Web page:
Thursday, January 29, 2009

We Have a Department of What?

A few days ago I learned of the Journal of Happiness Studies, proof there is an academic journal for almost everything.


Ah, but happiness isn't enough. No, we have to be overtly political.

Yes, the University of Minnesota, Duluth, has introduced a Masters of Advocacy and Political Leadership (MAPL, pronounced "maple") for aspiring leftists. The ACORN activists can attend the "Maple" program, which proves how confused they are. Acorns go with oaks — I associate syrup with maple trees.

The director of this program is complaining that his students are in debt, but considering careers that don't pay well. These students, he argues, should have all their debts forgiven. After all, they will be helping people in the future. He blames "conservative orthodoxy" for the high cost of college, which is utter nonsense.

The high cost is because government gives loans, grants, and directly funds universities. There's so much money, the tuition rose to consume as much available money as possible. Most state universities receive the bulk of their funding from sources other than tuition. In other words, the high tuition still doesn't reflect the real cost of an education. That cost is the result of waste and stupidity.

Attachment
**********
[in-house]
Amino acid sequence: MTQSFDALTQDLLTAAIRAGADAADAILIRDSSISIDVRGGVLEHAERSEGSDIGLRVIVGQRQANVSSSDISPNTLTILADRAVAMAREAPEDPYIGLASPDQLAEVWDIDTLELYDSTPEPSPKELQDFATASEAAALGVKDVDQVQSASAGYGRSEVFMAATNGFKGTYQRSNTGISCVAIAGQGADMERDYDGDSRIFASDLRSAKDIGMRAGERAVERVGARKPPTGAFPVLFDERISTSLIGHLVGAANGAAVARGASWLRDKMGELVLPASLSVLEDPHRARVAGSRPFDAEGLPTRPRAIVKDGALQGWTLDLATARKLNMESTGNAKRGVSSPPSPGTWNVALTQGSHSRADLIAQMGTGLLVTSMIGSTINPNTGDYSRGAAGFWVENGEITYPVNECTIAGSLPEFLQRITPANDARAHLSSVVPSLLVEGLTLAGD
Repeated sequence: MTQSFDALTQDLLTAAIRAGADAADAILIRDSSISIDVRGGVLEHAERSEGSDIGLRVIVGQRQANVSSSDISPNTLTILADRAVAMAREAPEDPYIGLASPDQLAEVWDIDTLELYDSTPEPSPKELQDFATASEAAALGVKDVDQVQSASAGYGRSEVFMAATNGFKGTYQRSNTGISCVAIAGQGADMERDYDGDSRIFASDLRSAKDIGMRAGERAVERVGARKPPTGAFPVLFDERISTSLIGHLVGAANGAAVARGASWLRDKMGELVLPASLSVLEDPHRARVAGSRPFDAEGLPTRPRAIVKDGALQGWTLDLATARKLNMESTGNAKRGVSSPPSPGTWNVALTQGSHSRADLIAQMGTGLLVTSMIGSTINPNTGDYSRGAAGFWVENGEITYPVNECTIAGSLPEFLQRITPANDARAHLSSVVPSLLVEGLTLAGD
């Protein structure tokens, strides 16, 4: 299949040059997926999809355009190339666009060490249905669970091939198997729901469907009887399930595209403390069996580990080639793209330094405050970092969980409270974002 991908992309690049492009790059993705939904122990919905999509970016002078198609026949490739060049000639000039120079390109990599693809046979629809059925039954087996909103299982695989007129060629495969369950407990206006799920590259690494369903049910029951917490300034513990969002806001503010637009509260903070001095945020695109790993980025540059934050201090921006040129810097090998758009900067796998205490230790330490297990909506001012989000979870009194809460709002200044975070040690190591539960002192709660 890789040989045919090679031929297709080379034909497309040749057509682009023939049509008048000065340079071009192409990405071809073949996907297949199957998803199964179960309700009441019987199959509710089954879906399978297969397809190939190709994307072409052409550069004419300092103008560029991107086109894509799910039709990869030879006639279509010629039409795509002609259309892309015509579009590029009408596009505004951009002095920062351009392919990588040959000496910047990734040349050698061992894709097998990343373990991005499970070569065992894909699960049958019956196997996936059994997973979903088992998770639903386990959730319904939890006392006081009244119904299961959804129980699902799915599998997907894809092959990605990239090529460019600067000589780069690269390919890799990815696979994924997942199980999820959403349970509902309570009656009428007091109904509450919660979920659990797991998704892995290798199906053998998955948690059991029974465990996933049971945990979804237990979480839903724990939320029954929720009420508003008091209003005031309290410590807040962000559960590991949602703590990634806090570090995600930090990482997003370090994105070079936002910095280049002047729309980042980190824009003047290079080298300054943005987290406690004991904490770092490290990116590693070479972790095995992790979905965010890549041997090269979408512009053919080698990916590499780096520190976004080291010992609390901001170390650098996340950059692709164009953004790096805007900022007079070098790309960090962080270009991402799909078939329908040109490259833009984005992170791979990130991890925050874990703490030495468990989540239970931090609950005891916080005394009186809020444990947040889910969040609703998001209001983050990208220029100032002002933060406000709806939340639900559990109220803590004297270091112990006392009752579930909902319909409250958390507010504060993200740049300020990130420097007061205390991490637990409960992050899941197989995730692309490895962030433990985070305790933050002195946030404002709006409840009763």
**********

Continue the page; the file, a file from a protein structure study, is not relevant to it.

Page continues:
Get real. I'm all for subsidizing colleges and universities, to a point, but not when so much of their budgets support dozens of meaningless programs on every campus. A degree in public or administration should be fine. We don't need a center dedicated to "advocacy." That's simply too blatantly political. I doubt the graduates will be "advocating" better business tax policies or arguing for limited government.

Finally, I have learned just how out of touch with reality universities have become. I didn't think anything could surprise me, already being aware of such departments as the Center for Peace and Justice at Fresno State (with analogous departments at most large universities), the Center for the Study of Islamic Law at another major public university, and numerous other "feel good" programs. We tried to correct oversights with Women's Studies and went completely insane with specialized "Studies" and "Centers" for research.

Okay, a Center for Happiness Studies might be fun... but do we need it apart from a psychology department? Is this a multidisciplinary program with economists, statisticians, and physicians? And how are my tax and tuition dollars being wasted?